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Ah, to live in a land where litigation did not prevent this Login/Join
 
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Picture of wordmatic
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Those of you who live in the British Commonwealth Nations had the pleasure of reading, watching or listening to news items that were flat-out lies in honor of April Fool's Day.

My sister in New Zealand wrote that the best fake news item on TV was an item about a Kiwi Olympic marathon runner who had taken up smoking in order to get her lungs into shape for the polluted Chinese air. The viewers were so upset, that 10 minutes later, the newscaster had to announce that it was a hoax.

Then there was this bit from the BBC, which we in the U.S. get to watch, thanks to "the Intertubes."

(I did not recognize Terry Jones in his Antarctic naturalist's gear.)

And more links.

I think over here the news media don't dare have that much fun, for fear of being sued. What a shame!

Wordmatic

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Posts: 1390 | Location: Near Philadelphia, Pennsylvania, USAReply With QuoteReport This Post
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Are you saying the the US Media take themselves so seriously that they don't publish April Fools articles? That is os sad!

Even "The Times" publishes April Fool items and this year carried a full-page advertisement from BMW for a car that had an "anti-dog device", which would give an electric shock to any canine who chose to urinate on its wheels.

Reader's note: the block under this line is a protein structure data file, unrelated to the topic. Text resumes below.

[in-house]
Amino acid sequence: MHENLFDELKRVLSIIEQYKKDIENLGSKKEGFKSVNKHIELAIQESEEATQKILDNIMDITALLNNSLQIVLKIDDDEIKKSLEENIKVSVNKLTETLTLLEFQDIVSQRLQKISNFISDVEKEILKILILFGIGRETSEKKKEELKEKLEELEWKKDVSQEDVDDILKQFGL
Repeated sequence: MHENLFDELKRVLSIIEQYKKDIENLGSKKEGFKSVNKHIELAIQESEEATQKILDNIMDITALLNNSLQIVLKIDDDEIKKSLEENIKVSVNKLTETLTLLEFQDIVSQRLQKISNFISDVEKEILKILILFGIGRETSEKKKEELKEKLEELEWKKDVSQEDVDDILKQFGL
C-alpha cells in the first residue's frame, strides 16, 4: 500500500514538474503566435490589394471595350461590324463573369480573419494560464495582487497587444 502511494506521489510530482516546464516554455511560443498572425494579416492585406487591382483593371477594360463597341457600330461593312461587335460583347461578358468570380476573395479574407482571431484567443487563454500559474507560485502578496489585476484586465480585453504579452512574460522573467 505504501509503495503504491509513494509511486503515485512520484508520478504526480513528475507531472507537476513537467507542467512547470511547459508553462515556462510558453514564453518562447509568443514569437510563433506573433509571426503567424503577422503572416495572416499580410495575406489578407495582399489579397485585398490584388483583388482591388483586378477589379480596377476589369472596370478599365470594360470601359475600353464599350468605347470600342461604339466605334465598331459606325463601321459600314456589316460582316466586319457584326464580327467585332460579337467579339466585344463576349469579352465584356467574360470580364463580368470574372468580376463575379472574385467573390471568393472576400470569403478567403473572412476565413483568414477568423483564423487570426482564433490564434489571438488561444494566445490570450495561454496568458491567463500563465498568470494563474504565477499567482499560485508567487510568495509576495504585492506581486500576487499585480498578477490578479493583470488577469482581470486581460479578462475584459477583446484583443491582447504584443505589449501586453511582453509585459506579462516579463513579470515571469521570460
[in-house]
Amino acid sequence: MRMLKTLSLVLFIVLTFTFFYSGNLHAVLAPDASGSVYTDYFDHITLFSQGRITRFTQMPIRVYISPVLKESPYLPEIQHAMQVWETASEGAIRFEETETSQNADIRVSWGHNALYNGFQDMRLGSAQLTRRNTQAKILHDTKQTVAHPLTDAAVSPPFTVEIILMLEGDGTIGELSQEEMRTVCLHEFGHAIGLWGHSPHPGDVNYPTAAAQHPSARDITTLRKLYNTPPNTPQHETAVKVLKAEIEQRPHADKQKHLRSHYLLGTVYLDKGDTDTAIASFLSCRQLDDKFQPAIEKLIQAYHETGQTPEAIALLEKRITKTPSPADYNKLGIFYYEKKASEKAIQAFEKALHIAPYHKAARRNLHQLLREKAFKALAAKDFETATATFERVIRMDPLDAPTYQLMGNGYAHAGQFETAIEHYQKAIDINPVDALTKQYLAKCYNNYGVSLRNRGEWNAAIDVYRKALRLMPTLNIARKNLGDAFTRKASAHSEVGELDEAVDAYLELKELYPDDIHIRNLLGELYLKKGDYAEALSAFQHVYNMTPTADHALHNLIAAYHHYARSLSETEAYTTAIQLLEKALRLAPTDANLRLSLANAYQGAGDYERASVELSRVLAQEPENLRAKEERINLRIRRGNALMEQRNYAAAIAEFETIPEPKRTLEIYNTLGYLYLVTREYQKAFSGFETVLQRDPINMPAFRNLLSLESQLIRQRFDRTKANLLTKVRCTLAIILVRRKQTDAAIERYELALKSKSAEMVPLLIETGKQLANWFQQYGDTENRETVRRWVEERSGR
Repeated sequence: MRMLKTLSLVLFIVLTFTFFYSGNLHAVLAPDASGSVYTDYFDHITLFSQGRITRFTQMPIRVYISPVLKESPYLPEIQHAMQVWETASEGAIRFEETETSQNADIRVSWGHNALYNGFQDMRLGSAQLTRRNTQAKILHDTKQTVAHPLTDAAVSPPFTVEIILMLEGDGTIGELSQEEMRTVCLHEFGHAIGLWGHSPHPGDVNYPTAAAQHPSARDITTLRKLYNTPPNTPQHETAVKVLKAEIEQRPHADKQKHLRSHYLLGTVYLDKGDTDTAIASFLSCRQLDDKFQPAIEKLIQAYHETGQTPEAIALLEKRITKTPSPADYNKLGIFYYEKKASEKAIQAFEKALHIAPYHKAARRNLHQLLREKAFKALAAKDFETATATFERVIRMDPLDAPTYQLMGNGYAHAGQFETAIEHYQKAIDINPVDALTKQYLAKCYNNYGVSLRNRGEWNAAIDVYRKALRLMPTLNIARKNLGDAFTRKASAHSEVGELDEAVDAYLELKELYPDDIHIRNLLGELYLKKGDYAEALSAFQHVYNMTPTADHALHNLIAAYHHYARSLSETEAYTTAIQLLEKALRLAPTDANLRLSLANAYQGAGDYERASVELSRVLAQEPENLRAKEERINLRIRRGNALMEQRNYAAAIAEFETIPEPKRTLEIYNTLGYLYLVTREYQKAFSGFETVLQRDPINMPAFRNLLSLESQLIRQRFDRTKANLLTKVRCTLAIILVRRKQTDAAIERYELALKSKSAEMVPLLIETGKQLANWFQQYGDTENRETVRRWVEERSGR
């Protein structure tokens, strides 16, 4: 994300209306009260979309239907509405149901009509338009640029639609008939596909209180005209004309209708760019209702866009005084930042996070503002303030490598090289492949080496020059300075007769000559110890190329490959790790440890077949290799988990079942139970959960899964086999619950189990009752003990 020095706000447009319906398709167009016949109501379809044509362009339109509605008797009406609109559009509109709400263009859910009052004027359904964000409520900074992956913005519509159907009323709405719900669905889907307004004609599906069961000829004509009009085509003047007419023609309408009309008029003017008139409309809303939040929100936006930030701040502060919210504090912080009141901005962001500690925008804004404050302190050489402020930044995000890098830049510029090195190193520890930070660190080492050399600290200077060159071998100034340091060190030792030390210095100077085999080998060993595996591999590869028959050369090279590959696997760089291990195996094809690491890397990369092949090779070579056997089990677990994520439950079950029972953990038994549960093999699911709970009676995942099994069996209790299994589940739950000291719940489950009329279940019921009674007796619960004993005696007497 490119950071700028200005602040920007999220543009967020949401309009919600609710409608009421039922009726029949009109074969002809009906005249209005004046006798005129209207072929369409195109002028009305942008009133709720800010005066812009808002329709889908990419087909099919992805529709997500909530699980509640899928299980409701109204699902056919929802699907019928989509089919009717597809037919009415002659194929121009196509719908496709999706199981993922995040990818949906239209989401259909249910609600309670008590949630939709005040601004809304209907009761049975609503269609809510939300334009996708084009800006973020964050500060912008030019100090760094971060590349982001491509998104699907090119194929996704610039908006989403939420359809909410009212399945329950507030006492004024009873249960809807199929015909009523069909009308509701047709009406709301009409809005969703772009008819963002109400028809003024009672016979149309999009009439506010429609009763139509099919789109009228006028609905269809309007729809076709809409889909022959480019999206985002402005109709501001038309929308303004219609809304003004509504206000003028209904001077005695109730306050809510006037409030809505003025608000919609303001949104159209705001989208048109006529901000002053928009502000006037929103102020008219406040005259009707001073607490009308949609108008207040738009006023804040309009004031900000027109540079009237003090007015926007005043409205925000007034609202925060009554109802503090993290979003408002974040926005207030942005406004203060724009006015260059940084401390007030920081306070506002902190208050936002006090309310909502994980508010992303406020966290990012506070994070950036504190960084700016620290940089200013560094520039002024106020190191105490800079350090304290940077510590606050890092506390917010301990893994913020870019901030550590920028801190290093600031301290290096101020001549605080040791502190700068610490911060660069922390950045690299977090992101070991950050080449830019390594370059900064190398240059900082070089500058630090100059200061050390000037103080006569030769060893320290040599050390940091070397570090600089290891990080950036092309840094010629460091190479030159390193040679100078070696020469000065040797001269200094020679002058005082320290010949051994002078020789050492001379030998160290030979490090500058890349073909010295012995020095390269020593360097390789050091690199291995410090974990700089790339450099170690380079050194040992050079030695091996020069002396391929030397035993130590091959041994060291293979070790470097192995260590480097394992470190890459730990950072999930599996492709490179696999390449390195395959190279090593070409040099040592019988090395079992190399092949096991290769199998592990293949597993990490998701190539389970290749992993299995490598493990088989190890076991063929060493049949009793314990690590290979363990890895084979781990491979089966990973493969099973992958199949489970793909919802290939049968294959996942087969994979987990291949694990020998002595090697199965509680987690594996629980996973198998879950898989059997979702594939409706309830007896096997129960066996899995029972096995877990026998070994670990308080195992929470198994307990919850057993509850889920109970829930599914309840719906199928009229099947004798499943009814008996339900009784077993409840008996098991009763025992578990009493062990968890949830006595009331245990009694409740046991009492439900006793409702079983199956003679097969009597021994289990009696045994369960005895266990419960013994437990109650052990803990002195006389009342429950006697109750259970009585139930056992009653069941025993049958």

There was an interesting anthology of April Fool hoaxes in that same edition, see here http://entertainment.timesonline.co.uk/tol/arts_and_ent...s/article3654816.ece


Richard English
 
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I suspect, from the title of wordmatic's post, that the situation isn't that the US media take themselves seriously but rather that they are worried that if people took such an article seriously they might get sued. Such a law suit would probably get thrown out but it might not and that's what concerns the editors.

Imagine, for example, if I took the penguin story seriously and started telling people who then ridiculed me for believing it and I sued the BBC for the mental distress that I had been caused.


"No man but a blockhead ever wrote except for money." Samuel Johnson.
 
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I had heard and read many tales about the extremes of US litigants and the US legal system - but I had never appreciated that they could be quite so extreme as you suggest.

Let us hope that, if this is really the case, we manage to retain sufficient sense of proportion that it never happens here.

Mind you, I do read Randy Cassingham's "This is True" and some of the things he posts about do beggar belief!


Richard English
 
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I actually don't think such a case would get thrown out. And I'm not positive fear of litigation is why we don't have this on April Fools day--I'm only guessing.

Maybe someone else has a better theory.

Wordmatic

P.S. My personal favorite is the one about the Spaghetti Harvest, which I had not seen in years and which was on one of the links I sent earlier.
 
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quote:
Originally posted by Richard English:
I had heard and read many tales about the extremes of US litigants


Remember that a lot of the things we read aren't true.


"No man but a blockhead ever wrote except for money." Samuel Johnson.
 
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Remember that a lot of the things we read aren't true.

When I said that I had read them, I didn't mean to imply that I believed them all!

Randy Cassingham also has a site called "The Stella Awards", which takes its name from the eponymous lady who is the subject of the infamous MacDonalds coffee scalding case.


Richard English